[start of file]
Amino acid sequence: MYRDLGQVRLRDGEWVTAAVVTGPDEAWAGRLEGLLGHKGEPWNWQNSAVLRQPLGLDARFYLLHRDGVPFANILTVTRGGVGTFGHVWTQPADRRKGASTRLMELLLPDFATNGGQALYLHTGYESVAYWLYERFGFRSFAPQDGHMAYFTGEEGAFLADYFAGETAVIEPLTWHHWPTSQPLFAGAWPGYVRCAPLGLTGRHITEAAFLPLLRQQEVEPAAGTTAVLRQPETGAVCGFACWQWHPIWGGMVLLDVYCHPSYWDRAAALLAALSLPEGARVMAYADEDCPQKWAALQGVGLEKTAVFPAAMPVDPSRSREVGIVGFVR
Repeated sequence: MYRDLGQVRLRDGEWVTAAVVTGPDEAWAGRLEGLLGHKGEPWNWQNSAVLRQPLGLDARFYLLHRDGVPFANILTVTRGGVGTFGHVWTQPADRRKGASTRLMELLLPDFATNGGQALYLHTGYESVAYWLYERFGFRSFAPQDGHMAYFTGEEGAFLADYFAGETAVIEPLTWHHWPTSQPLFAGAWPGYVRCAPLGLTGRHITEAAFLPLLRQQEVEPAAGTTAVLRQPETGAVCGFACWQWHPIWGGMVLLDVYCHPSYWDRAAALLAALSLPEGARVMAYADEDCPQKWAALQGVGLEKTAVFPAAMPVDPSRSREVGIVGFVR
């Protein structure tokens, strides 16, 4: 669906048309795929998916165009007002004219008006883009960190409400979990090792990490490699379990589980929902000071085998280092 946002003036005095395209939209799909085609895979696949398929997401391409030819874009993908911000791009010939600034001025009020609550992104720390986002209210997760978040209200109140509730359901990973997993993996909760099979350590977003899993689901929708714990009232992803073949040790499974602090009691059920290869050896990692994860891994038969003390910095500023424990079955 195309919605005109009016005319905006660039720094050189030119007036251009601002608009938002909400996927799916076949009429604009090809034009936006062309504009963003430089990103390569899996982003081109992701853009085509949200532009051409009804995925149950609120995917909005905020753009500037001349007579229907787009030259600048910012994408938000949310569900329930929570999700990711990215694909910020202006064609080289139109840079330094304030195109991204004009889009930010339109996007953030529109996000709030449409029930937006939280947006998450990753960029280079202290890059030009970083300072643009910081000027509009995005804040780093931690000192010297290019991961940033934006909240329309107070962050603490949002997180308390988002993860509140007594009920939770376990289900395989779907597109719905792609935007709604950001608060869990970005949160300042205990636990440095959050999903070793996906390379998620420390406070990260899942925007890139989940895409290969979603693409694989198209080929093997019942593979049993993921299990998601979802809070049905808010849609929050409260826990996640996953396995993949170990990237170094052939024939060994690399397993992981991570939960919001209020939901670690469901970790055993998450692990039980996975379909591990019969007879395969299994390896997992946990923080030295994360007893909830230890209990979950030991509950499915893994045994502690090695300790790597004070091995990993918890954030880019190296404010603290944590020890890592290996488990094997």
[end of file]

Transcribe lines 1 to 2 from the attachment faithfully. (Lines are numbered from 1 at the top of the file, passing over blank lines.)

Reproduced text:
Amino acid sequence: MYRDLGQVRLRDGEWVTAAVVTGPDEAWAGRLEGLLGHKGEPWNWQNSAVLRQPLGLDARFYLLHRDGVPFANILTVTRGGVGTFGHVWTQPADRRKGASTRLMELLLPDFATNGGQALYLHTGYESVAYWLYERFGFRSFAPQDGHMAYFTGEEGAFLADYFAGETAVIEPLTWHHWPTSQPLFAGAWPGYVRCAPLGLTGRHITEAAFLPLLRQQEVEPAAGTTAVLRQPETGAVCGFACWQWHPIWGGMVLLDVYCHPSYWDRAAALLAALSLPEGARVMAYADEDCPQKWAALQGVGLEKTAVFPAAMPVDPSRSREVGIVGFVR
Repeated sequence: MYRDLGQVRLRDGEWVTAAVVTGPDEAWAGRLEGLLGHKGEPWNWQNSAVLRQPLGLDARFYLLHRDGVPFANILTVTRGGVGTFGHVWTQPADRRKGASTRLMELLLPDFATNGGQALYLHTGYESVAYWLYERFGFRSFAPQDGHMAYFTGEEGAFLADYFAGETAVIEPLTWHHWPTSQPLFAGAWPGYVRCAPLGLTGRHITEAAFLPLLRQQEVEPAAGTTAVLRQPETGAVCGFACWQWHPIWGGMVLLDVYCHPSYWDRAAALLAALSLPEGARVMAYADEDCPQKWAALQGVGLEKTAVFPAAMPVDPSRSREVGIVGFVR